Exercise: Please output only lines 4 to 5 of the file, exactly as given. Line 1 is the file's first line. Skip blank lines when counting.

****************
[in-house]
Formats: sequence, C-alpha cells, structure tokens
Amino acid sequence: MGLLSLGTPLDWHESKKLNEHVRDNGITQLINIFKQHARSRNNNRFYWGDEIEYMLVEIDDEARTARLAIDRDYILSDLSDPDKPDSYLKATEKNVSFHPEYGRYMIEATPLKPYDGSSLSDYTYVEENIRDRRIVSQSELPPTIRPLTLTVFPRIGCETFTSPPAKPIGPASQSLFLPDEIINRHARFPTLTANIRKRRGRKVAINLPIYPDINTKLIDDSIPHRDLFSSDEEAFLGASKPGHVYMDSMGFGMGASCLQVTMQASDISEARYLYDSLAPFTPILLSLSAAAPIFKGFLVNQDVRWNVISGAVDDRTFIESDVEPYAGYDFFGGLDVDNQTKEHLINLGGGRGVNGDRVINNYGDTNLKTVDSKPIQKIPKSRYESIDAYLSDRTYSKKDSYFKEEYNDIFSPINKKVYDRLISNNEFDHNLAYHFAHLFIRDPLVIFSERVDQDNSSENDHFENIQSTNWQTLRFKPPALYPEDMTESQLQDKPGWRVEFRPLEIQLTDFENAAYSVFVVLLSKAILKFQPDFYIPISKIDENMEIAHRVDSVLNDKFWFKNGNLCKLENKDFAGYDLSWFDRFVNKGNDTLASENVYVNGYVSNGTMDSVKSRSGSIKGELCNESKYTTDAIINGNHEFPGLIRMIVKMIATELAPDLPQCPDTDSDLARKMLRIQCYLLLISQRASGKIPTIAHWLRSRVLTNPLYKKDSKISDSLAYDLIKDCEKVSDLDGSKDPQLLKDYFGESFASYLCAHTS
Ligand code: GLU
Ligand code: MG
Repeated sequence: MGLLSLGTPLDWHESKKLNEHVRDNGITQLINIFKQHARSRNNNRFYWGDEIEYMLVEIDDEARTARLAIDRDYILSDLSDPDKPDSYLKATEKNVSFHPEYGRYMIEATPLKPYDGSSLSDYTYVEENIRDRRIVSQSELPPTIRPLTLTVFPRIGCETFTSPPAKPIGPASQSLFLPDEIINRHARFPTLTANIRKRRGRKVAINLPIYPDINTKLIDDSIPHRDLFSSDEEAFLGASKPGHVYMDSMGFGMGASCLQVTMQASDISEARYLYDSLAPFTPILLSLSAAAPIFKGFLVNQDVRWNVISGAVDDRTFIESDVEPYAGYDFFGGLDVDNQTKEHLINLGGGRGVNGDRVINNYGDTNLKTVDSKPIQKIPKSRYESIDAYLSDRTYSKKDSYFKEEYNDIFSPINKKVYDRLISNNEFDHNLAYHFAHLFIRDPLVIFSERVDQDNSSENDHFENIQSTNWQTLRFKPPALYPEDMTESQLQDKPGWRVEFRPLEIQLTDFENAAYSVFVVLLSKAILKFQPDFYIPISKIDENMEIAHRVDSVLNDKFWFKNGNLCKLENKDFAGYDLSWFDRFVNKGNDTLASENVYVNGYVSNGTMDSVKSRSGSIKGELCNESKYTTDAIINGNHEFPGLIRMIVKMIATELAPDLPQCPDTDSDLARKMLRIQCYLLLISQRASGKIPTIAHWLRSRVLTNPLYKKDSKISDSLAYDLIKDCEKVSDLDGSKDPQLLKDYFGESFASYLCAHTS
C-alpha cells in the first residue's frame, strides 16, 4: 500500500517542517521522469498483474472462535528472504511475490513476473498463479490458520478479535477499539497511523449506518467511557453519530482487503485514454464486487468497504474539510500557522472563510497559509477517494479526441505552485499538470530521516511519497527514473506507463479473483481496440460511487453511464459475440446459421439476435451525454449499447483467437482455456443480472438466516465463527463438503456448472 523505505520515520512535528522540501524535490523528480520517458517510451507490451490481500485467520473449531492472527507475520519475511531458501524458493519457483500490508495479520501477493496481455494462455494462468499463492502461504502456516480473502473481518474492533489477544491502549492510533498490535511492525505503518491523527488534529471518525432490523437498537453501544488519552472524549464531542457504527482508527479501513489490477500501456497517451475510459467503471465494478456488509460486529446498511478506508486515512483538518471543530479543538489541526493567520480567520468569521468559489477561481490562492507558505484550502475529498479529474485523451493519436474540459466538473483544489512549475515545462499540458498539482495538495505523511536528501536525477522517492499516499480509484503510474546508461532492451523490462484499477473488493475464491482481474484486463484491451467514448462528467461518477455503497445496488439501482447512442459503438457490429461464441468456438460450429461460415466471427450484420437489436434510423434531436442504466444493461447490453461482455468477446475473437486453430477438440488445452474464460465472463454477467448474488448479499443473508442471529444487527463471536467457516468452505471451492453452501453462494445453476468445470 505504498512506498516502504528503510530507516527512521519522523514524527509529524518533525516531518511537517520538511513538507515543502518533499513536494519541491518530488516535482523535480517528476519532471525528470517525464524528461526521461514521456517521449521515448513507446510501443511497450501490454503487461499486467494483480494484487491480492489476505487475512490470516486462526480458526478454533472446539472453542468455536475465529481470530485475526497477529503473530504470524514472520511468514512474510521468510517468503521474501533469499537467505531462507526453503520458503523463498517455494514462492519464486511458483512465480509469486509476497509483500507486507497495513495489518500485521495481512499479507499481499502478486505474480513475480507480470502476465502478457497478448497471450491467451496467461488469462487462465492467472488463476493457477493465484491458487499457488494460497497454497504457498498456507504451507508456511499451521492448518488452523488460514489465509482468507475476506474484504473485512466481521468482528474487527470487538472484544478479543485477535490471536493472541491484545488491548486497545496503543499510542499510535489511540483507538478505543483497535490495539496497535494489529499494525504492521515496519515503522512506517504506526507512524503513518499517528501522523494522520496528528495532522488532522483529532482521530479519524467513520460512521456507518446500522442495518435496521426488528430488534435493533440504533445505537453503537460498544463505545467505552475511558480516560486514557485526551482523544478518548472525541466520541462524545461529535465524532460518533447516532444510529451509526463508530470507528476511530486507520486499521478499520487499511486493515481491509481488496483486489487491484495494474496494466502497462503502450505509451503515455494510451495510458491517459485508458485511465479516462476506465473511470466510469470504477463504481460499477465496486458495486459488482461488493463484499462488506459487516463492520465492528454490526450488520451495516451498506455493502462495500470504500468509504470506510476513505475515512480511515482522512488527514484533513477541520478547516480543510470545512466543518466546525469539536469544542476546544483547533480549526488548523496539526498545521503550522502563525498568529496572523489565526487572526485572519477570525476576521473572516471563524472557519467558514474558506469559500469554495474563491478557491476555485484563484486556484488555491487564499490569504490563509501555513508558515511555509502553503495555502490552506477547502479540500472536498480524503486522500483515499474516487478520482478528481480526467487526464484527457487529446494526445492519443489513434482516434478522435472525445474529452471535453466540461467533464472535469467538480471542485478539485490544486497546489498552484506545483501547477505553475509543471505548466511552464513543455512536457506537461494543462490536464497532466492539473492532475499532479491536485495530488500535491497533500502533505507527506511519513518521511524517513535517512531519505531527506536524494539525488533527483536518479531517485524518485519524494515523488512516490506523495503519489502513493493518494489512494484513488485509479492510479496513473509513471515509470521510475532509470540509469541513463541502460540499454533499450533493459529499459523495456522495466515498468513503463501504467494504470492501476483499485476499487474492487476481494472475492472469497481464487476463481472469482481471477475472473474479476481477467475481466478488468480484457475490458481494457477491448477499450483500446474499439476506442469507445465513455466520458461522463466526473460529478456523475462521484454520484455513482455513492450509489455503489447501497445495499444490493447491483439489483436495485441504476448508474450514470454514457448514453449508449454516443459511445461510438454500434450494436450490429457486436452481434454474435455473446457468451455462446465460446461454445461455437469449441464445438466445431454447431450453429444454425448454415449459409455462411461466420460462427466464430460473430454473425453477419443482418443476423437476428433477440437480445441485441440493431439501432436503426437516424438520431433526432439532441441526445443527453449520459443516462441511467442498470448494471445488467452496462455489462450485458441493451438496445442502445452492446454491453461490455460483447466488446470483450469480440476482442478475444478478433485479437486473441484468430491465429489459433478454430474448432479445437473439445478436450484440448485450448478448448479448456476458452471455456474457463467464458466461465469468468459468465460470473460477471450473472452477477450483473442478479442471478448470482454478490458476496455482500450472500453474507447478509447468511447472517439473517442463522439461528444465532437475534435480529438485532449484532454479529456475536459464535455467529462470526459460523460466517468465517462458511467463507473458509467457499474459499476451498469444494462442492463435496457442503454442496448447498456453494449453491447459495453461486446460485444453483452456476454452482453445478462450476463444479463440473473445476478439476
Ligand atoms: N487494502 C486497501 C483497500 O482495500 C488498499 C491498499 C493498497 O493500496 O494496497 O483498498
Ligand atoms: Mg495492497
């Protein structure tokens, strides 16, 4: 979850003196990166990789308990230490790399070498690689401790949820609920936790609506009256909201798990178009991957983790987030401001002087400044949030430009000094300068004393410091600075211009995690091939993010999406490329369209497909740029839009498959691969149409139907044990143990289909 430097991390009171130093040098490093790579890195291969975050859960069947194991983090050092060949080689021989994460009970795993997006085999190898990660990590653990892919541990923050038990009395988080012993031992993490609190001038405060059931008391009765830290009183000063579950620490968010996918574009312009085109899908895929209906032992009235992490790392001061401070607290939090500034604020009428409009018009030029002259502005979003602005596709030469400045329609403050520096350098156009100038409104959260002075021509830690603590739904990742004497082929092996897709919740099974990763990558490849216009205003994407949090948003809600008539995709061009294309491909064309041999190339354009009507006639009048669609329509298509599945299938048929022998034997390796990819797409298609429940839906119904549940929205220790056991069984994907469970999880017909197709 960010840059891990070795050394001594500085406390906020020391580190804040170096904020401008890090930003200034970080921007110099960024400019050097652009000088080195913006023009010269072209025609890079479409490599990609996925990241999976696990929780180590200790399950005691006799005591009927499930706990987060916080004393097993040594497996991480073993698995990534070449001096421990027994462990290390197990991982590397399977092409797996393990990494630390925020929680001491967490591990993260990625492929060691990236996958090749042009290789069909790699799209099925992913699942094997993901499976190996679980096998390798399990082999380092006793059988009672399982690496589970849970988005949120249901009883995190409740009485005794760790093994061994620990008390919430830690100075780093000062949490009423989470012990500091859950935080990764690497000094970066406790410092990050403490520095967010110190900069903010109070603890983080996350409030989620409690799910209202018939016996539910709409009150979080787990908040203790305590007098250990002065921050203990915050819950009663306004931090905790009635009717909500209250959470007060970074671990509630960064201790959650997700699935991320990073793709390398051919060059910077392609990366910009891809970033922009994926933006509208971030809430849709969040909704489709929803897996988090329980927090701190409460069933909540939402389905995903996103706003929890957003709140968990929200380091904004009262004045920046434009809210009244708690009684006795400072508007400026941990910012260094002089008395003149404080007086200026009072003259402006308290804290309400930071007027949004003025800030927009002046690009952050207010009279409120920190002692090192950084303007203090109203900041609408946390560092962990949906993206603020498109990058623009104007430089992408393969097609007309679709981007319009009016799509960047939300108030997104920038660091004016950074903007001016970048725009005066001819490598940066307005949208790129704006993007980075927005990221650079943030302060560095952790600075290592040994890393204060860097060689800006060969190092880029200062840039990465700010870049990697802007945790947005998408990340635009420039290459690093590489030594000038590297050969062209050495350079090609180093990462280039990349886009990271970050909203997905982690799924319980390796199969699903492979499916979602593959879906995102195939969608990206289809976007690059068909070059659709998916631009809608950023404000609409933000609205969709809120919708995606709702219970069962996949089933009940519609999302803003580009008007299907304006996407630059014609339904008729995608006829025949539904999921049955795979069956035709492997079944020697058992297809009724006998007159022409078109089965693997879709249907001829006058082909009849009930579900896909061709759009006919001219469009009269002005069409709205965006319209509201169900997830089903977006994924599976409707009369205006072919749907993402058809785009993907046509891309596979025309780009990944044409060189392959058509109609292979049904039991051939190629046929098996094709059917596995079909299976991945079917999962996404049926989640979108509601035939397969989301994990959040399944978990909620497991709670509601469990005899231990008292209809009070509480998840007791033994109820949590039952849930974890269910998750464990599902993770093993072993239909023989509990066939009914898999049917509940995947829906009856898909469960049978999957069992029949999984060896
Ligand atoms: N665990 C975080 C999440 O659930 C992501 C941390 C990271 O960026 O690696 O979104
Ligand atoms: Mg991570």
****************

Ligand code: GLU
Ligand code: MG